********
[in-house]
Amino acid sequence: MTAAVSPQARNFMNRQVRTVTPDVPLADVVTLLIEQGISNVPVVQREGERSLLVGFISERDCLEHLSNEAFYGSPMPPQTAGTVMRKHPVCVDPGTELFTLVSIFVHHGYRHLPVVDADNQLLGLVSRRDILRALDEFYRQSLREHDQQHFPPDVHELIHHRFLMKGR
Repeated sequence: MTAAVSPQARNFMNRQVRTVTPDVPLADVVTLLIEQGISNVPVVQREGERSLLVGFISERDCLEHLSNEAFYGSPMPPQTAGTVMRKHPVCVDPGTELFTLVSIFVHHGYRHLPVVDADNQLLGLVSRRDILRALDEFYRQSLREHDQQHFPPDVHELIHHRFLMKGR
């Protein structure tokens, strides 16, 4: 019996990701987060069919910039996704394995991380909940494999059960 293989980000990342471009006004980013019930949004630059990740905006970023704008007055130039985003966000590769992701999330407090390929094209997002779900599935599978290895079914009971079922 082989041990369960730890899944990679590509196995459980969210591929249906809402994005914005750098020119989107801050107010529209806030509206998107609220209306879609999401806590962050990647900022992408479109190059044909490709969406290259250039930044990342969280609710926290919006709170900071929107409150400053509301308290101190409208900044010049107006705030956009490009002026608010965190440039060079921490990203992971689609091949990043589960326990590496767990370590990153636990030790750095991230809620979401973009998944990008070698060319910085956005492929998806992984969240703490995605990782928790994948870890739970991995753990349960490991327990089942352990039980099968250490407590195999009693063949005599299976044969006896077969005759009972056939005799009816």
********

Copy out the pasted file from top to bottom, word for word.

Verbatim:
[in-house]
Amino acid sequence: MTAAVSPQARNFMNRQVRTVTPDVPLADVVTLLIEQGISNVPVVQREGERSLLVGFISERDCLEHLSNEAFYGSPMPPQTAGTVMRKHPVCVDPGTELFTLVSIFVHHGYRHLPVVDADNQLLGLVSRRDILRALDEFYRQSLREHDQQHFPPDVHELIHHRFLMKGR
Repeated sequence: MTAAVSPQARNFMNRQVRTVTPDVPLADVVTLLIEQGISNVPVVQREGERSLLVGFISERDCLEHLSNEAFYGSPMPPQTAGTVMRKHPVCVDPGTELFTLVSIFVHHGYRHLPVVDADNQLLGLVSRRDILRALDEFYRQSLREHDQQHFPPDVHELIHHRFLMKGR
């Protein structure tokens, strides 16, 4: 019996990701987060069919910039996704394995991380909940494999059960 293989980000990342471009006004980013019930949004630059990740905006970023704008007055130039985003966000590769992701999330407090390929094209997002779900599935599978290895079914009971079922 082989041990369960730890899944990679590509196995459980969210591929249906809402994005914005750098020119989107801050107010529209806030509206998107609220209306879609999401806590962050990647900022992408479109190059044909490709969406290259250039930044990342969280609710926290919006709170900071929107409150400053509301308290101190409208900044010049107006705030956009490009002026608010965190440039060079921490990203992971689609091949990043589960326990590496767990370590990153636990030790750095991230809620979401973009998944990008070698060319910085956005492929998806992984969240703490995605990782928790994948870890739970991995753990349960490991327990089942352990039980099968250490407590195999009693063949005599299976044969006896077969005759009972056939005799009816």